The sky was filled with clouds that seemed to dance across the blue sky. Walking into the school that day, I remember the beauty. The thought that the kids had to get out and play also entered my mind.
It was the first full week of my first Kindergarten class. Luckily, I had been a student teacher the previous fall with many of the children in their inclusive preschool, so we were quite familiar with each other.
As they walked into the room that morning, we were unaware of the life changing events that were occurring only a short train ride away.
I taught in a small town in New Jersey where many of its inhabitants commuted into New York City. In my class of eight, one father worked daily while another made frequent trips. . Their children knew of the taxis and buses, crowds and chaos.
The City was part of their daily life.
It was part of all of our lives.
Being only the fourth day of school, routines were not routine. Our cadence as a group had yet to be established, and so tasks like morning circle were drawn out. In between singing the days of the week and clapping the months of the year, a fellow teacher came to the door. Excusing myself for a moment, I walked over. In hushed tones she relayed the news of a plane crashing into the World Trade Center.
My heart dropped,
But I had to return back to the room.
Pasting a smile on my face, I finished. Only after, as the children were returning their chairs to the table, did I share this news with my classroom assistant.
Without more then a shared gasp, we looked to those little faces.
Their concerns at the moment involved who would sit next to whom. No knowledge of the incident had entered their mind, and that is how it would remain.
We continued on, academic tasks to perform.
On a quick trip to the restroom, I noticed a television had been set up in the teacher lounge. Pausing for a moment, I stood with a coworker. It was at that moment the first tower fell. Our arms reached for each others, an embrace as we witnessed the horror. As I stepped away, into the stall. I let out a gasp and brushed a few tears away.
I had to return to my class, to my responsibilities.
Walking back to the classroom, I thought of the father who worked in the City. Unsure of his work address, I prayed it was far from the debris.
Taking a deep breath, I walked through the door.
Small faces turned toward me, their smiles contagious, as in chorus, they said "Hello Miss L" as they finished their snack.
For the remainder of the day, I was an actor, playing the part of teacher.
Information would come throughout the day, from the principal walking the halls, to a therapist picking up a student for services. A picture emerged of the events of the day. As these pieces came together, we continued on: Reviewing colors, reading aloud, and free time. The daily activities keeping these little people busy and oblivious to the terror.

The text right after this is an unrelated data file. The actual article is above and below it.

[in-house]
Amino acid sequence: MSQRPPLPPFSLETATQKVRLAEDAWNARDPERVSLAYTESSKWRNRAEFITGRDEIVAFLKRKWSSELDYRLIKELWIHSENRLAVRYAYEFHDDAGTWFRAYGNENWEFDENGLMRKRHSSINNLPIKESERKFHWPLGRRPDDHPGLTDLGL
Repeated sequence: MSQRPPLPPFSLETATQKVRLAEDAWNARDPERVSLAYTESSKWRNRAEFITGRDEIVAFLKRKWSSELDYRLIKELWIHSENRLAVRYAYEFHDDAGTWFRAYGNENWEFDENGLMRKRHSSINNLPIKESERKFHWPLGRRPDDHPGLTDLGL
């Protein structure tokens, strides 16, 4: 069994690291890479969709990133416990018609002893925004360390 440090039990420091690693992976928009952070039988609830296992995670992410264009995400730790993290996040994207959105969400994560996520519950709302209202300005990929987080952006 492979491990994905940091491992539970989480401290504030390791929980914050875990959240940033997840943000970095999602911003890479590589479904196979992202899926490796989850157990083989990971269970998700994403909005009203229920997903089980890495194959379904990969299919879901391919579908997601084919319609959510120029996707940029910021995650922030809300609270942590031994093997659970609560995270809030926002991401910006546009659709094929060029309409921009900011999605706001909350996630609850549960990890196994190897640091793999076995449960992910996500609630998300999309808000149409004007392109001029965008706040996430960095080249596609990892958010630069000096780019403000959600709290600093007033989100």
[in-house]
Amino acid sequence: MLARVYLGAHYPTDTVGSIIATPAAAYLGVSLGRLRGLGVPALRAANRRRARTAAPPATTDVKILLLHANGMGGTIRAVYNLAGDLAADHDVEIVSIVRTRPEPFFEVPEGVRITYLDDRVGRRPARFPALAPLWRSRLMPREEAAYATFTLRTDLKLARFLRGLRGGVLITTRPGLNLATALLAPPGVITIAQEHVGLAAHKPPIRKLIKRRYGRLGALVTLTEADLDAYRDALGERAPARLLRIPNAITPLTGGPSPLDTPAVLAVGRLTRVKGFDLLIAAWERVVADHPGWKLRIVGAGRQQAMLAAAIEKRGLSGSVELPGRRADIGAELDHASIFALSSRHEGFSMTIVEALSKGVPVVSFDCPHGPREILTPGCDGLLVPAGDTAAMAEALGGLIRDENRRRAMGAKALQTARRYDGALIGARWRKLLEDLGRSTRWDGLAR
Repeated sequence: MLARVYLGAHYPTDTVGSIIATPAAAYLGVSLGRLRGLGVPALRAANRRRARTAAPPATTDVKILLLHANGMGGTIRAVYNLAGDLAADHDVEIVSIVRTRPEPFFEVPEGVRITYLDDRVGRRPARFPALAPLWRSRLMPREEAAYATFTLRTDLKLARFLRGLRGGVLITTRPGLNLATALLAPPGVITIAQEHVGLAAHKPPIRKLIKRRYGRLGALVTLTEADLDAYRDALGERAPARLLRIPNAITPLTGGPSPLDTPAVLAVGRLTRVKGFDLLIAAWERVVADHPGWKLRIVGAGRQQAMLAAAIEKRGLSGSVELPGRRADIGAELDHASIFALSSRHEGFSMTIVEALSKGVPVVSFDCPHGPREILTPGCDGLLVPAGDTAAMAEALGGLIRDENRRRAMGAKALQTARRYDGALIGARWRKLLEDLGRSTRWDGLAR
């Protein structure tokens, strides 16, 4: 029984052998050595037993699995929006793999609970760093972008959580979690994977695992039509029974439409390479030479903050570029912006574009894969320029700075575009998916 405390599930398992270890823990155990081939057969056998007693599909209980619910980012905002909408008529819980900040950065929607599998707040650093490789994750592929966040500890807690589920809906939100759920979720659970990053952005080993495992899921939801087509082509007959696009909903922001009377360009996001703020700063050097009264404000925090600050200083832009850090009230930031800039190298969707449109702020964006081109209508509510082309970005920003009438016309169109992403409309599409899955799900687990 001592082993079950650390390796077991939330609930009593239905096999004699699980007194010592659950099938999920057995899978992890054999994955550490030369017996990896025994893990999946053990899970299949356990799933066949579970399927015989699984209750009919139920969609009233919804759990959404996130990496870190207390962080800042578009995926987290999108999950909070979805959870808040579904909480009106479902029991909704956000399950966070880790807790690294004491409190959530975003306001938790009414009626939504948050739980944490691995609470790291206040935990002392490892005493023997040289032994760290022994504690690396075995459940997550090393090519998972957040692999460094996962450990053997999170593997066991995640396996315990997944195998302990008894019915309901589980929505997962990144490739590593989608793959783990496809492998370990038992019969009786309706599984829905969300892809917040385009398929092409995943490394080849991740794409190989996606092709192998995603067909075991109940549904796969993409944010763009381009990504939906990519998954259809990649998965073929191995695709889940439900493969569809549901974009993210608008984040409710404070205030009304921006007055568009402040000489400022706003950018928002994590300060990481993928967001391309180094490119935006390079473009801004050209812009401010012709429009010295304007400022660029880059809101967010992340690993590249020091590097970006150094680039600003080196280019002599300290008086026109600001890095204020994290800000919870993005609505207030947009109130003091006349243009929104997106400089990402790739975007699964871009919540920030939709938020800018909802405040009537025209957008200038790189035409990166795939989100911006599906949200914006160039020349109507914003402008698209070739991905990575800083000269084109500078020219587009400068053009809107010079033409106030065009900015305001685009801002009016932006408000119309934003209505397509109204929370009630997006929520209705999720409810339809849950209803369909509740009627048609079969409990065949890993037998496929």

A disembodied voice echoed the classroom walls, as we prepared for lunch.
"O's mom is here to pick her up for the day." our school secretary relayed. "Can you bring her down with her things."
As I walked her down to the office. O grabbed my hand. Her mother, with a frantic look on her face, raced over and showered O with kisses and an embrace.
Hesitating, I asked.
"Have you heard from your husband?"
Thankfully, he was safe, and as a precaution she wanted her family together.
Walking back to the classroom, the principal stopped me. We were instructed to remain inside that day.
No one knew what had happened, would could happen. In addition, with the City being so close, thoughts of air pollution tainted our minds. As a precaution were to refrain from the playground during recess.
The sky remained clear, blue, beautiful.
The school day continued, at a snails pace. Dismissal could not come quick enough.
Hurrying home, but a few miles away, Bry's car was already in the drive.
Walking up the stairs to our apartment, I heard muffled voices behind the door.
Upon entering I found Bry and his friend, Jim sitting on our couch, watching the footage.
Both law school students, their classes were cancelled for the remainder of the day. Their law school overlooking the New York skyline, gave many a first hand view of the devastation.
Bry had learned of the events from a note passed amongst his classmates.
We sat watching the footage in disbelief.
I wondered how we could go on?
What would the landscape of our lives look like now?
How could we ever feel safe again?
I know I was not alone with my questions.
Life had to go on, but at what pace?
It started slowly, our recovery.
But that next day, I had school. Back to those little faces and so I continued to act.
I pretended everything was okay, so that they would feel fine, even if I did not feel the least bit fine.
Eventually, over time, I found it easier, and the act dissolved.
However, things would never be the same.